# Copyright 2010 Hakan Kjellerstrand hakank@bonetmail.com
#
# Licensed under the Apache License, Version 2.0 (the "License");
# you may not use this file except in compliance with the License.
# You may obtain a copy of the License at
#
# http://www.apache.org/licenses/LICENSE-2.0
#
# Unless required by applicable law or agreed to in writing, software
# distributed under the License is distributed on an "AS IS" BASIS,
# WITHOUT WARRANTIES OR CONDITIONS OF ANY KIND, either express or implied.
# See the License for the specific language governing permissions and
# limitations under the License.
"""
Futoshiki problem in Google CP Solver.
From http://en.wikipedia.org/wiki/Futoshiki
'''
The puzzle is played on a square grid, such as 5 x 5. The objective
is to place the numbers 1 to 5 (or whatever the dimensions are)
such that each row, and column contains each of the digits 1 to 5.
Some digits may be given at the start. In addition, inequality
constraints are also initially specifed between some of the squares,
such that one must be higher or lower than its neighbour. These
constraints must be honoured as the grid is filled out.
'''
Also see
http://www.guardian.co.uk/world/2006/sep/30/japan.estheraddley
This Google CP Solver model is inspired by the Minion/Tailor
example futoshiki.eprime.
Compare with the following models:
* MiniZinc: http://hakank.org/minizinc/futoshiki.mzn
* ECLiPSe: http://hakank.org/eclipse/futoshiki.ecl
* Gecode: http://hakank.org/gecode/futoshiki.cpp
* SICStus: http://hakank.org/sicstus/futoshiki.pl
This model was created by Hakan Kjellerstrand (hakank@bonetmail.com)
Also see my other Google CP Solver models:
http://www.hakank.org/google_or_tools/
"""
from ortools.constraint_solver import pywrapcp
def main(values, lt):
# Create the solver.
solver = pywrapcp.Solver("Futoshiki problem")
#
# data
#
size = len(values)
RANGE = range(size)
NUMQD = range(len(lt))
#
# variables
#
field = {}
for i in RANGE:
for j in RANGE:
field[i, j] = solver.IntVar(1, size, "field[%i,%i]" % (i, j))
field_flat = [field[i, j] for i in RANGE for j in RANGE]
#
# constraints
#
# set initial values
for row in RANGE:
for col in RANGE:
if values[row][col] > 0:
solver.Add(field[row, col] == values[row][col])
# all rows have to be different
for row in RANGE:
solver.Add(solver.AllDifferent([field[row, col] for col in RANGE]))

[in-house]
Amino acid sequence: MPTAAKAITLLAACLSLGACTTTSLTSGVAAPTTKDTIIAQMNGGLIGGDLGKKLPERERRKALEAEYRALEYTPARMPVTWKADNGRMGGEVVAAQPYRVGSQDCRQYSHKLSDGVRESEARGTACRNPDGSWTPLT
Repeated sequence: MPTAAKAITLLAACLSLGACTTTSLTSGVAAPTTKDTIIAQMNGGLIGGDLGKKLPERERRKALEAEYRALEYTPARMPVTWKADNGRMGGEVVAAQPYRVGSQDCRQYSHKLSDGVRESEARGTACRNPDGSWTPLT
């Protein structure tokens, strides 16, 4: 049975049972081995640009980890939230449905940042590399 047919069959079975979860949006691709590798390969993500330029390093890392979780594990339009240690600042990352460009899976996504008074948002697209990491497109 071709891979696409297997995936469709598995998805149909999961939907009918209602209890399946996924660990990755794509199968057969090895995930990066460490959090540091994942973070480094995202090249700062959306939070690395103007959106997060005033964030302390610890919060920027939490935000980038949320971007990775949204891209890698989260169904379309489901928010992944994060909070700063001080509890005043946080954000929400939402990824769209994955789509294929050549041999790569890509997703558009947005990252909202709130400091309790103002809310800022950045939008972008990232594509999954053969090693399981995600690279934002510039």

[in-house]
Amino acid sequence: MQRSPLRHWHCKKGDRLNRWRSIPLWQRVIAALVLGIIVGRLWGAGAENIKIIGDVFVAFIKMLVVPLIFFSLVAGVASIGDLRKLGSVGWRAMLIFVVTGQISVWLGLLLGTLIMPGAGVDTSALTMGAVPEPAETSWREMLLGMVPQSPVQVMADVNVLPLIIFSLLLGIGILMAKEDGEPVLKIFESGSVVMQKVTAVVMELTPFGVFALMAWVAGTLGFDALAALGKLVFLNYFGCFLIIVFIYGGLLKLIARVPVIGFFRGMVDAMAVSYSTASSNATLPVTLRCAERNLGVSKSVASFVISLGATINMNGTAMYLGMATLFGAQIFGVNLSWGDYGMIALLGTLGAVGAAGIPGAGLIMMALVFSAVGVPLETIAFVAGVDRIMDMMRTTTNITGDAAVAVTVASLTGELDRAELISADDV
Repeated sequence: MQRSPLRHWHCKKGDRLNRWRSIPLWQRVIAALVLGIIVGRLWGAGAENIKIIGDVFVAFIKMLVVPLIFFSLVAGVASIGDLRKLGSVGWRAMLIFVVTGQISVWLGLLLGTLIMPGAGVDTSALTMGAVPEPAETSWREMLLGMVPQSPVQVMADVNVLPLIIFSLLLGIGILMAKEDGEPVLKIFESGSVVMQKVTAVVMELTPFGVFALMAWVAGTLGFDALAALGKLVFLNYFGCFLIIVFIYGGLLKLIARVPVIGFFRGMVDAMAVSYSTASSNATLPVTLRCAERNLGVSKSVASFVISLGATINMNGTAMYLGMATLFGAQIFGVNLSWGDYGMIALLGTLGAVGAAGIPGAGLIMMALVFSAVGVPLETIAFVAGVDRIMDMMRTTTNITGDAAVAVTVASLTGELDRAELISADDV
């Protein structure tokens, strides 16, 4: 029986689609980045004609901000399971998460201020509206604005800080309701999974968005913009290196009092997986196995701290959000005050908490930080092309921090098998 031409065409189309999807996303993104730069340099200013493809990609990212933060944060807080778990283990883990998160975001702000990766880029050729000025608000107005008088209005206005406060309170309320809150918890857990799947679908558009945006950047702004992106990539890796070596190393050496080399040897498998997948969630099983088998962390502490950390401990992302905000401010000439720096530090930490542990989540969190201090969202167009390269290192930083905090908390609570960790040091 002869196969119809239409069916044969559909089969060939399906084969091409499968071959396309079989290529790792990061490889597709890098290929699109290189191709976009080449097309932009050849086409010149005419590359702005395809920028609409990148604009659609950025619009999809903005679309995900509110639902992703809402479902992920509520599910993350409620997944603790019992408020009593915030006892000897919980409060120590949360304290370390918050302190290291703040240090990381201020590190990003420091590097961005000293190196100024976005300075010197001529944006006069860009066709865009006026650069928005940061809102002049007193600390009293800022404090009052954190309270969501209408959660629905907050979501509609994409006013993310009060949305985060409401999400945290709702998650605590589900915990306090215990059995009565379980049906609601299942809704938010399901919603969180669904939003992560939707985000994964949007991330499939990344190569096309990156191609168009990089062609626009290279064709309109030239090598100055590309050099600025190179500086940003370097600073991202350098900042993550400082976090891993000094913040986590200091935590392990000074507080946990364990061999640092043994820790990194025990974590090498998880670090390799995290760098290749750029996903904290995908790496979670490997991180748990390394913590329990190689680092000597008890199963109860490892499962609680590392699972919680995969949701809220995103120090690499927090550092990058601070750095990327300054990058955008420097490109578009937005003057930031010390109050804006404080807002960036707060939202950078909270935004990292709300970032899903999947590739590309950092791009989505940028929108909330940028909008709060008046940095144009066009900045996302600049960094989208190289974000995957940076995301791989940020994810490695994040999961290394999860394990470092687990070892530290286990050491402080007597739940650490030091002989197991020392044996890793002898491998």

# all columns have to be different
for col in RANGE:
solver.Add(solver.AllDifferent([field[row, col] for row in RANGE]))
# all < constraints are satisfied
# Also: make 0-based
for i in NUMQD:
solver.Add(field[lt[i][0] - 1, lt[i][1] - 1] <
field[lt[i][2] - 1, lt[i][3] - 1])
#
# search and result
#
db = solver.Phase(field_flat,
solver.CHOOSE_FIRST_UNBOUND,
solver.ASSIGN_MIN_VALUE)
solver.NewSearch(db)
num_solutions = 0
while solver.NextSolution():
num_solutions += 1
for i in RANGE:
for j in RANGE:
print field[i, j].Value(),
print
print
solver.EndSearch()
print "num_solutions:", num_solutions
print "failures:", solver.Failures()
print "branches:", solver.Branches()
print "WallTime:", solver.WallTime()
#
# Example from Tailor model futoshiki.param/futoshiki.param
# Solution:
# 5 1 3 2 4
# 1 4 2 5 3
# 2 3 1 4 5
# 3 5 4 1 2
# 4 2 5 3 1
#
# Futoshiki instance, by Andras Salamon
# specify the numbers in the grid
#
values1 = [
[0, 0, 3, 2, 0],
[0, 0, 0, 0, 0],
[0, 0, 0, 0, 0],
[0, 0, 0, 0, 0],
[0, 0, 0, 0, 0]]
# [i1,j1, i2,j2] requires that values[i1,j1] < values[i2,j2]
# Note: 1-based
lt1 = [
[1, 2, 1, 1],
[1, 4, 1, 5],
[2, 3, 1, 3],
[3, 3, 2, 3],
[3, 4, 2, 4],
[2, 5, 3, 5],
[3, 2, 4, 2],
[4, 4, 4, 3],
[5, 2, 5, 1],
[5, 4, 5, 3],
[5, 5, 4, 5]]
#
# Example from http://en.wikipedia.org/wiki/Futoshiki
# Solution:
# 5 4 3 2 1
# 4 3 1 5 2
# 2 1 4 3 5
# 3 5 2 1 4
# 1 2 5 4 3
#
values2 = [
[0, 0, 0, 0, 0],
[4, 0, 0, 0, 2],
[0, 0, 4, 0, 0],
[0, 0, 0, 0, 4],
[0, 0, 0, 0, 0]]
# Note: 1-based
lt2 = [
[1, 2, 1, 1],
[1, 4, 1, 3],
[1, 5, 1, 4],
[4, 4, 4, 5],
[5, 1, 5, 2],
[5, 2, 5, 3]
]
if __name__ == "__main__":
print "Problem 1"
main(values1, lt1)
print "\nProblem 2"
main(values2, lt2)